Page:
This project will identify risk factors for diabetic foot ulcer by studying the relationship
between endothelial dysfunction and foot ulcer risk. A fundamental defect in type 1 and 2
diabetic subjects is impaired vasodilatory reserve which is reflected in the dysfunction of
endothelium-dependent vasodilation. Findings thus far point to an important role of the
microvasculature in the development of diabetic foot ulcer and amputation.
In this study a a well-characterized cohort of 750 diabetic veterans without foot ulcer will
be followed over 3-years.
Prevention of foot ulcer should result in a reduction in the risk of lower limb amputation.
We propose to identify risk factors for diabetic foot ulcer by studying the relationship
between endothelial dysfunction and foot ulcer risk. It has been proposed that impaired
vasoregulation in diabetic patients leads to the development and perpetuation of chronic
foot ulceration via failure of the normal hyperemic response to injury. A fundamental defect
that has been demonstrated in type 1 and 2 diabetic subjects is impaired vasodilatory
reserve, which reflects dysfunction of endothelium-dependent vasodilation. Our findings thus
far point to an important role of the microvasculature in the development of diabetic foot
ulcer and amputation, with our demonstration of higher foot ulcer and lower-limb amputation
risk in relation to lower dorsal foot transcutaneous oxygen level. The role of endothelial
dysfunction in relation to diabetic foot ulcer risk has not previously been studied.
We will follow a well-characterized cohort of 750 diabetic veterans without foot ulcer over
3-year after obtaining baseline measures of endothelial function using iontophoretic
application of acetylcholine to induce cutaneous endothelium-dependent vasodilation on the
dorsal foot. Iontophoresis permits noninvasive delivery of ionic drugs cutaneously without
damage to the skin or systemic effects. Change in microvascular flow will be measured using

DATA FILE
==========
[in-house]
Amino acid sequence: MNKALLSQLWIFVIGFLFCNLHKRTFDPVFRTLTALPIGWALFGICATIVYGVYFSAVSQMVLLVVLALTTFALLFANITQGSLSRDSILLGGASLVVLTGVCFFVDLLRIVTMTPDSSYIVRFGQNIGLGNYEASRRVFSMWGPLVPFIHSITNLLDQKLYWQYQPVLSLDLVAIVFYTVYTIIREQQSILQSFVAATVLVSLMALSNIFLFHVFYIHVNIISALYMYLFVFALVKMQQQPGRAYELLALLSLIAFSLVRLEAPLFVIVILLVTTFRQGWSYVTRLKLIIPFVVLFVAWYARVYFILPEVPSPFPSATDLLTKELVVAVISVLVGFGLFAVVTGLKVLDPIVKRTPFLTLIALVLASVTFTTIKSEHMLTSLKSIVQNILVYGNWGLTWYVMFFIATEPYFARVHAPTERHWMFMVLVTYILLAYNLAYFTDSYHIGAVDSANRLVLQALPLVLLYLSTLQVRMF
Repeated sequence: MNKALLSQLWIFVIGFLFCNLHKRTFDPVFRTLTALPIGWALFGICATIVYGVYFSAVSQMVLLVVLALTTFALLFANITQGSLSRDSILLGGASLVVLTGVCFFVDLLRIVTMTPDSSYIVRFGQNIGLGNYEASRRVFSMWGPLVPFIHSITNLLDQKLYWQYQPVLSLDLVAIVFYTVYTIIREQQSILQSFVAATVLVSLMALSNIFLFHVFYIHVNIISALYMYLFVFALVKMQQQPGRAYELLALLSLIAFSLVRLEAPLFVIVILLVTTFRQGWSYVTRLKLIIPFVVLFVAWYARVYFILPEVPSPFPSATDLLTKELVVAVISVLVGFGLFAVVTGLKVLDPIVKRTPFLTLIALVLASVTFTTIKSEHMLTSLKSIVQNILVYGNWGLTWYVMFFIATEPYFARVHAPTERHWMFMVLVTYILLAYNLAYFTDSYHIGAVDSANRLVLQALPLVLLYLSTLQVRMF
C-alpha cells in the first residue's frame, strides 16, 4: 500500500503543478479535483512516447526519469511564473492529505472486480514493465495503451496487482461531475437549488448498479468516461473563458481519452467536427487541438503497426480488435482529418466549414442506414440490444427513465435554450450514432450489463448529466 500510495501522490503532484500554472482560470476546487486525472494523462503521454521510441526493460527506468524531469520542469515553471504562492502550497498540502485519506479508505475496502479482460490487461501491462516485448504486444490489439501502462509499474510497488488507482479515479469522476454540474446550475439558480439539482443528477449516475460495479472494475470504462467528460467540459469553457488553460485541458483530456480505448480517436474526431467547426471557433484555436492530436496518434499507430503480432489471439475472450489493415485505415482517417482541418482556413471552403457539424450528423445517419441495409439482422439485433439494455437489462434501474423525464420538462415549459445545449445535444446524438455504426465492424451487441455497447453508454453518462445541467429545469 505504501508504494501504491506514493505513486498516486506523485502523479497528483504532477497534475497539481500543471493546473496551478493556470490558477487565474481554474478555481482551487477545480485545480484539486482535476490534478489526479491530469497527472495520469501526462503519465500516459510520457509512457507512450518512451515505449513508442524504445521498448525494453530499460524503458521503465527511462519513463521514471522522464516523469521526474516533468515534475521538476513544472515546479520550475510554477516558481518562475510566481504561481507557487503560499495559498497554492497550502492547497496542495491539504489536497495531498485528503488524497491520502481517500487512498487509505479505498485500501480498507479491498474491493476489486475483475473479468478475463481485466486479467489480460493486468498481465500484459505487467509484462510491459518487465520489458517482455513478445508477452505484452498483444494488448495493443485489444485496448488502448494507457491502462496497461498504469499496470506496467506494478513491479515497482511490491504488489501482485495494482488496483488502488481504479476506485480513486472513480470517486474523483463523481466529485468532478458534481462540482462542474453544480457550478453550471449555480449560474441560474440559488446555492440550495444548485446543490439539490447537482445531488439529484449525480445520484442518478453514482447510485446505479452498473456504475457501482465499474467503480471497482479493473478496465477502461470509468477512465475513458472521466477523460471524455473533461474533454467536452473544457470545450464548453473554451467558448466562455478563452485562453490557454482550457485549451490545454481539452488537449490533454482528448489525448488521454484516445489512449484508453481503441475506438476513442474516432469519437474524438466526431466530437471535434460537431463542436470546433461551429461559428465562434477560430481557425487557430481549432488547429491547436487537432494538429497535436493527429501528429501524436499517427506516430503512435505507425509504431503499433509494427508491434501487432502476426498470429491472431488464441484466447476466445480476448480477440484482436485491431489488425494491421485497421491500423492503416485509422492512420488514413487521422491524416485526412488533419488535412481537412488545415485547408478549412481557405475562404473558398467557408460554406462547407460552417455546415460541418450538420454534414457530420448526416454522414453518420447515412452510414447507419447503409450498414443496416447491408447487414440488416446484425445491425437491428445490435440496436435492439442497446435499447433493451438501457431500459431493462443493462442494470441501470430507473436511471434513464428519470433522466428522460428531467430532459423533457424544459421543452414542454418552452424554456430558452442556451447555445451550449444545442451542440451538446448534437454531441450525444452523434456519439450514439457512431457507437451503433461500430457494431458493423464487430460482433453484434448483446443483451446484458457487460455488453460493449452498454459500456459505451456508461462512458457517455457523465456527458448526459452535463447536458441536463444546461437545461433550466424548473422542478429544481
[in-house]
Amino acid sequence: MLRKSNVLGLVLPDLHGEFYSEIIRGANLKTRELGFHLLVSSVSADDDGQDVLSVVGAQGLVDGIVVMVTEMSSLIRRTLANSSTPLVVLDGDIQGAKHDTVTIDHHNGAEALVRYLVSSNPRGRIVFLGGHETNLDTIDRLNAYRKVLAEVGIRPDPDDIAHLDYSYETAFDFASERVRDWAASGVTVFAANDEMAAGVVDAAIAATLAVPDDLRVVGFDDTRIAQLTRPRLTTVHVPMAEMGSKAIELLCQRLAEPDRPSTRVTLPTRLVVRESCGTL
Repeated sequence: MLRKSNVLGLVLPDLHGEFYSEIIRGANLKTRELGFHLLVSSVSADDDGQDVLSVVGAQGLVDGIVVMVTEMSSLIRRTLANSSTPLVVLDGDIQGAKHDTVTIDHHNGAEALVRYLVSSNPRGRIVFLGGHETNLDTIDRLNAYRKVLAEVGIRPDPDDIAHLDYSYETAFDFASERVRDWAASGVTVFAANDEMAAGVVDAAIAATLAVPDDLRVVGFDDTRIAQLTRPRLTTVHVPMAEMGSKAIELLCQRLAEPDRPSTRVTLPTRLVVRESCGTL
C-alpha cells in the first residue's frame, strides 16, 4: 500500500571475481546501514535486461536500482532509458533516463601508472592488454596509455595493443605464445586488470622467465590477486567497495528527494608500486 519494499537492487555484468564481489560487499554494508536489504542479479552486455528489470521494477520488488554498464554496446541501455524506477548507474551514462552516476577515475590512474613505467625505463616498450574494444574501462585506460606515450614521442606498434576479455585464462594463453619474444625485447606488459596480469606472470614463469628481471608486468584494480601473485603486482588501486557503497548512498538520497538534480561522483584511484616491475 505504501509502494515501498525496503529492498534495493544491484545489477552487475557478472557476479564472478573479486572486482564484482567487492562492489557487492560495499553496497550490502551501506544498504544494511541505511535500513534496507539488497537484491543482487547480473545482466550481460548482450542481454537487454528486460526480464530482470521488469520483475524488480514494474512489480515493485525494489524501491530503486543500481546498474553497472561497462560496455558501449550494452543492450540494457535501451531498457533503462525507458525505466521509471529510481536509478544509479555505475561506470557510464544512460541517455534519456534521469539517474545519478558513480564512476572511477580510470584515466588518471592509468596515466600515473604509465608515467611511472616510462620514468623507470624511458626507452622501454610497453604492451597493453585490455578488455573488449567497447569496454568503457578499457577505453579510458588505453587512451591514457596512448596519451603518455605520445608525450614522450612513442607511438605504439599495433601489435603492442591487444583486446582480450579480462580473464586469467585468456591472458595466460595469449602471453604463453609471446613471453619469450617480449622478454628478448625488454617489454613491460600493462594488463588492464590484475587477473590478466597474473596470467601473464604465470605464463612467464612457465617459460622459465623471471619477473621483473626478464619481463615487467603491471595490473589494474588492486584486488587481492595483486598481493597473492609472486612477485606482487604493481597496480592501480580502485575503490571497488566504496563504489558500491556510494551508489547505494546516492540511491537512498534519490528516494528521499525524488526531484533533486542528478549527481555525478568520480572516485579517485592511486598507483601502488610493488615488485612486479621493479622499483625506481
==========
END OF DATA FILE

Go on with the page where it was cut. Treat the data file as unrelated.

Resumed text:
a laser Doppler imager (Moor LDI) over a 4x4 cm area divided into 18496 measurement sites.
Endothelial function will be defined as the difference between readings before and after the
iontophoretic application of a 1% acetylcholine solution at a current of 0.2 mA for 1
minute, with higher readings reflecting better endothelial function. These techniques are
the accepted standard method for assessment of endothelium-dependent vasodilation in the
cutaneous microvasculature. Additional measurements will be obtained on other ulcer risk
factors to assess whether endothelial dysfunction independently influences foot ulcer risk,
or whether it is merely a marker for different pathophysiologic conditions responsible for
higher risk (eg., sensory neuropathy). Possible confounding factors considered will include
sensory and autonomic neuropathy; dorsal foot transcutaneous oximetry; macrovascular
function assessed with Doppler blood pressures; diabetes characteristics; in-shoe plantar
pressure (F-scan), medication use, and foot deformity.
Diabetic patients with foot ulcers
John Fryer, Ph.D. Asst. Director
Program Analysis and Review Section (PARS), Rehabilitation Research & Development Service